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Springfield-Greene County Health Department News Releases

Posted on: June 13, 2023

Health Department warns of anticipated increase in tick-borne illness, alpha-gal syndrome

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As the weather continues to warm and people spend more time outdoors, tick bites are becoming more common. With this nuisance comes the potential for tick-borne illnesses. Springfield-Greene County Health is anticipating a spike in one of these illnesses, alpha-gal syndrome (AGS), due to the prevalence of the lone star tick in this region. 

AGS is caused when a lone star tick that has fed on other mammals bites a person and transfers the alpha-gal carbohydrate into their bloodstream. This can lead to the person bitten developing an allergy to red meat, which is why AGS is sometimes referred to as Mammalian Meat Allergy (MMA). 

People with AGS usually see signs of an allergic reaction 2 to 8 hours after eating red meat, organ meat and other products made from mammals such as gelatins and dairy products. Symptoms of a reaction caused by AGS include: 

  • Hives, itching or itchy, scaly skin.
  • Swelling of the lips, face, tongue, throat or other body parts. 
  • Wheezing or shortness of breath. 
  • Stomach pain, diarrhea, upset stomach or vomiting. 

There is no treatment for AGS and it can last between 8 months and 5 years. People who contract AGS are advised to avoid additional tick bites and stop eating red meat. Further tick bites can lead to complications or more severe reactions. 

While the Health Department does not know precisely how many cases occur in Greene County annually since AGS is not a reportable disease, the estimated number of cases of AGS is 32% higher in the Midwest than in other parts of the United States. Additionally, the lone star tick can also transmit other diseases like ehrilchia, Rocky Mountain Spotted Fever, heartland virus, southern tick-associated rash illness, bourbon virus and tularemia. 

Ticks are most commonly found in wooded, bushy areas and areas with long grass. The Health Department encourages people to spend time outdoors this summer, since getting out and enjoying our regions trails, parks, lakes, rivers, and other natural amenities is good for both your physical and mental health. When you are spending time outdoors, you can take steps to prevent tick bites and the resulting tick-borne illnesses:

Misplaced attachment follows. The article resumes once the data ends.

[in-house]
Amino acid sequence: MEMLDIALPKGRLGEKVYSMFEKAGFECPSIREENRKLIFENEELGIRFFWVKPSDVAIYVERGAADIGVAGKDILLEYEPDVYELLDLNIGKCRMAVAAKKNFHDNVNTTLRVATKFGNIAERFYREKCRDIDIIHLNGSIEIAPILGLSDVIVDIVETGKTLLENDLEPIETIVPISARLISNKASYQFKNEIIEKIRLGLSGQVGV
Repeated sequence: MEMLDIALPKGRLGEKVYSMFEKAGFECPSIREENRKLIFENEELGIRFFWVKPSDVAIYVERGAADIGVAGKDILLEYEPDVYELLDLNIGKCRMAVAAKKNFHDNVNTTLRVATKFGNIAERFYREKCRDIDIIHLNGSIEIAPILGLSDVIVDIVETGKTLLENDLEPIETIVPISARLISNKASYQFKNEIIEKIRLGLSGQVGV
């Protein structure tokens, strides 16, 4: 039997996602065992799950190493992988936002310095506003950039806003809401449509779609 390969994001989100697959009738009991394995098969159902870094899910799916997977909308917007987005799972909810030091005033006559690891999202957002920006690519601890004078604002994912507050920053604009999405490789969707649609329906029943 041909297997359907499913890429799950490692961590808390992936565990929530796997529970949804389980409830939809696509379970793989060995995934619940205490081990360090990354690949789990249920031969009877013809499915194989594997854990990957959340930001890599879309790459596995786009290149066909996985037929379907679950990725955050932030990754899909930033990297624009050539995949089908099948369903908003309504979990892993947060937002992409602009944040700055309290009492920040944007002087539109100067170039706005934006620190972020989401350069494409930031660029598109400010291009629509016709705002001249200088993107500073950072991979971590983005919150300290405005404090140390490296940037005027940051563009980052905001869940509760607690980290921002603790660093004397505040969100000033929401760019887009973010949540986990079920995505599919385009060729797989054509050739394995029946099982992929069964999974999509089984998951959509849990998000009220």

• Use an EPA-registered insect repellent containing DEET, picaridin, IR3535, Oil of Lemon Eucalyptus (OLE), para-menthane-diol (PMD), or 2-undecanone.
  • Wear long pants and tuck them into your socks. 
  • Always wear shoes that cover your feet completely. 
  • Stick to established and maintained trails.
  • Keep pets on a leash and don’t let them wander into tall grass or bushy areas. 

Once you return indoors, check yourself, children and pets for ticks and remove any that have bitten immediately. For more information on preventing tick-borne illnesses, visit the Health Departments Bug-Related Illnesses webpage. More information about Alpha-Gall Syndrome can be found on the Centers for Disease Control and Prevention website.  


Media may contact the Health Department PIO Team by call or text at 417-380-2556 or email at [email protected]. 

Springfield-Greene County Health Department                    

“Helping all people live longer, healthier, happier lives.”             | |                                                


227 E. Chestnut Expressway


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